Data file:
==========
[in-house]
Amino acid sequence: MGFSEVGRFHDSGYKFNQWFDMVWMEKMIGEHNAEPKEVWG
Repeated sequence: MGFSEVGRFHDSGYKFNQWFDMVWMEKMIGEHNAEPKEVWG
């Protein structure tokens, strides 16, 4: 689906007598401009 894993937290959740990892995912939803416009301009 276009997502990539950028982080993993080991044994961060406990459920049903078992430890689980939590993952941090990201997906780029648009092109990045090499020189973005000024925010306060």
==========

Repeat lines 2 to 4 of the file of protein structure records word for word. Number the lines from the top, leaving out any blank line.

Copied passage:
Amino acid sequence: MGFSEVGRFHDSGYKFNQWFDMVWMEKMIGEHNAEPKEVWG
Repeated sequence: MGFSEVGRFHDSGYKFNQWFDMVWMEKMIGEHNAEPKEVWG
């Protein structure tokens, strides 16, 4: 689906007598401009 894993937290959740990892995912939803416009301009 276009997502990539950028982080993993080991044994961060406990459920049903078992430890689980939590993952941090990201997906780029648009092109990045090499020189973005000024925010306060």